New Asian and Nearctic Hypechiniscus species (Heterotardigrada: Echiniscidae) signalize a pseudocryptic horn of plenty

Piotr Gasiorek, Artur Oczkowski, Brian Blagden, Reinhardt M. Kristensen, Paul J. Bartels, DIane R. Nelson, Atsushi C. Suzuki, Łukasz Michalczyk

Research output: Contribution to journalArticlepeer-review

9 Citations (Scopus)


The cosmopolitan echiniscid genus Hypechiniscus contains exclusively rare species. In this contribution, by combining statistical morphometry and molecular phylogeny, we present qualitative and quantitative aspects of Hypechiniscus diversity, which remained hidden under the two purportedly cosmopolitan species: H. gladiator and H. exarmatus. A neotype is designated for H. gladiator from Creag Meagaidh (Scotland), and an informal re-description is provided for H. exarmatus based on animals from Creag Meagaidh and the Isle of Skye (Inner Hebrides). Subspecies/forms of H. gladiator are suppressed due to the high developmental variability of the cirrus dorsalis. At the same time, four species of the genus are described: H. daedalus sp. nov. from Roan Mountain and the Great Smoky Mountains (Southern Appalachian Mountains, USA), H. flavus sp. nov. and H. geminus sp. nov. from the Yatsugatake Mountains (Honshu, Japan), and H. cataractus sp. nov. from the Malay Archipelago (Borneo and the Moluccas). Dorsal and ventral sculpturing, together with morphometric traits, are shown to be the key characters that allow for the phenotypic discrimination of species within the genus. Furthermore, the morphology of Hypechiniscus is discussed and compared to that of the most similar genera, Pseudechiniscus and Stellariscus. Finally, a diagnostic key to all recognized Hypechiniscus species is provided.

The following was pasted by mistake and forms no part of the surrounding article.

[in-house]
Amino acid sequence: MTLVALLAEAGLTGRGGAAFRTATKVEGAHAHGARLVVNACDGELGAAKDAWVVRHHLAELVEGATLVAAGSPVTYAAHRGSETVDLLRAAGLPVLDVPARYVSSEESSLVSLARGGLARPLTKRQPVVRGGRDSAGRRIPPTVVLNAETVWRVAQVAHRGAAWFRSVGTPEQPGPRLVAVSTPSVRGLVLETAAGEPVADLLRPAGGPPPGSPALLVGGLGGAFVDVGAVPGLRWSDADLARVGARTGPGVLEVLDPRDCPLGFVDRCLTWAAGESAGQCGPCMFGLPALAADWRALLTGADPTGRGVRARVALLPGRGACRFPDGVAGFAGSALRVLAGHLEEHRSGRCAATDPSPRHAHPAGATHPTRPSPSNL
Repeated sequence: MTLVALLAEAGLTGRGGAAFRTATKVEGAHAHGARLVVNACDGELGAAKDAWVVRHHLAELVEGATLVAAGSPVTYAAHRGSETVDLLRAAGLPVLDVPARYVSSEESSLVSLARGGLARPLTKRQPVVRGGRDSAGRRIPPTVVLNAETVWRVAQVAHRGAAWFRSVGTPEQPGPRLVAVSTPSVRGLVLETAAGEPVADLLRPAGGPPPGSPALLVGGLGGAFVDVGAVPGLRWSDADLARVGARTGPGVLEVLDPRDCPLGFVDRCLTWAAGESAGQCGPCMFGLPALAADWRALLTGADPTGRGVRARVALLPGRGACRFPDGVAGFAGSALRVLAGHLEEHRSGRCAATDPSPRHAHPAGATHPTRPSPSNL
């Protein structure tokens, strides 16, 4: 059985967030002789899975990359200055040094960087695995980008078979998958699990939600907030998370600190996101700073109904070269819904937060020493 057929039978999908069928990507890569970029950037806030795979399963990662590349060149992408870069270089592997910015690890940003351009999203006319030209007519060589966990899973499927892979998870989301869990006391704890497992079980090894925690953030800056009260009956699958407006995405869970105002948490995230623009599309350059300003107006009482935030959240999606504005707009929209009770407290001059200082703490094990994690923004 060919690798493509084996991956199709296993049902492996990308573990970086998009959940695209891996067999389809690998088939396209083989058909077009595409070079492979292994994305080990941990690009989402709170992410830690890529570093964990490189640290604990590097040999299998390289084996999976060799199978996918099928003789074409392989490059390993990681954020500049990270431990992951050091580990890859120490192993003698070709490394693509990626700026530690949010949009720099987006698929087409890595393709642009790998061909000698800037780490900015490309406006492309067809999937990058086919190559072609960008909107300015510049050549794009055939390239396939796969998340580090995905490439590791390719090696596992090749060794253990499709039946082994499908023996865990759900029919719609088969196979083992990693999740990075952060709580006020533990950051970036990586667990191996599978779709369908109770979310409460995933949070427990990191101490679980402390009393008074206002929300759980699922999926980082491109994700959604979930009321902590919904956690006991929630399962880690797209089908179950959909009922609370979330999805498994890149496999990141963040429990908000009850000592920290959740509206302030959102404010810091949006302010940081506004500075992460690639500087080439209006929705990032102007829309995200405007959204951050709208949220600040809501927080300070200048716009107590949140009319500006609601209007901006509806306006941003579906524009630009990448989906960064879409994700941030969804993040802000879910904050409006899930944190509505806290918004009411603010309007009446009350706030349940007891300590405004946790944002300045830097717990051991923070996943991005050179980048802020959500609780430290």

Original languageEnglish
Pages (from-to)794-852
Number of pages59
JournalZoological Journal of the Linnean Society
Issue number3
Publication statusPublished - 2021 Jul 1


  • DNA barcoding
  • convergence
  • crypsis
  • species delimitation
  • taxonomic drawing

ASJC Scopus subject areas

  • Ecology, Evolution, Behavior and Systematics
  • Animal Science and Zoology


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